There are a TON of password managers out there that allow you to sign in on a device and sync all of your passwords. I’m going to talk about my two favorites – LastPass and Dashlane (I am not an affiliate of either of these, so you can trust my opinion. I’m not getting paid to endorse here). LastPass is the de facto password manager. There are so many features that I could go into, but I’ll keep it simple – it works. On your iPhone? Yes. On your Windows computer? Yep. On Aunt Gertrude’s old Android? Yes indeed. LastPass is a secret vault of passwords protected by one super strong password. You can even log onto the Internet and see a password if you can’t remember it and you’re not using one of your trusted devices. 2-Factor Authentication is supported as well (if you’re into that). And at $1 per month, you can’t beat the price. Dashlane is equally a great password manager, although the interface can be a bit clunky at times. It’s a little more flashy than LastPass, but costs about $40 per year to maintain (still not a bad price for the functionality).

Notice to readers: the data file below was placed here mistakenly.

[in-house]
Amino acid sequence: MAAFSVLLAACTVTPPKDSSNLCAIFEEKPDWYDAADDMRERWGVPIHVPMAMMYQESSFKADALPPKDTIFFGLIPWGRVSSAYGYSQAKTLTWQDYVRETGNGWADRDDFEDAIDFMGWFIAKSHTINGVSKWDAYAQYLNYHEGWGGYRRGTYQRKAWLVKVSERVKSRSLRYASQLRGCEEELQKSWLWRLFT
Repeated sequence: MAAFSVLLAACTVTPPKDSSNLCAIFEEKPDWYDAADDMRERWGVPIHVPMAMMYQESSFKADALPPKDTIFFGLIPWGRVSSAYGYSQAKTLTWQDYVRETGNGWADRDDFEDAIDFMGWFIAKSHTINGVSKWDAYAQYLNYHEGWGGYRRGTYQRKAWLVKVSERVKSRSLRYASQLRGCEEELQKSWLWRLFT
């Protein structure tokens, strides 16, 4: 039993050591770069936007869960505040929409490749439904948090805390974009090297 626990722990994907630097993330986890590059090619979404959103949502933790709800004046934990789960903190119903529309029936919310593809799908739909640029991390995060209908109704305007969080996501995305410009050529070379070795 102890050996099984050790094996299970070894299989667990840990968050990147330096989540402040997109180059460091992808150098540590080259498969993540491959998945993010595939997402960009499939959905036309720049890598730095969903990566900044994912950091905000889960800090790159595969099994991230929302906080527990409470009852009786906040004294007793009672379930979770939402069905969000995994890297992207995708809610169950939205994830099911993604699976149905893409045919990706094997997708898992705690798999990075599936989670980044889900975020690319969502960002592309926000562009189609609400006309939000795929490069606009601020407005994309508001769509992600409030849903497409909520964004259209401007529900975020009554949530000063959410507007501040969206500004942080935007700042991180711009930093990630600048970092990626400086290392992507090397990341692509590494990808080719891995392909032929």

So yeah, use a password manager. It’s important. You don’t want to get your information stolen or your data cracked into. One super strong password is all it takes to have a vault of secret passwords and notes.

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My Router and Me Part 4 - Set Up for Security | Home Router Basics

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My Router and Me Part 4 - Set Up for Security | Home Router Basics

wifi router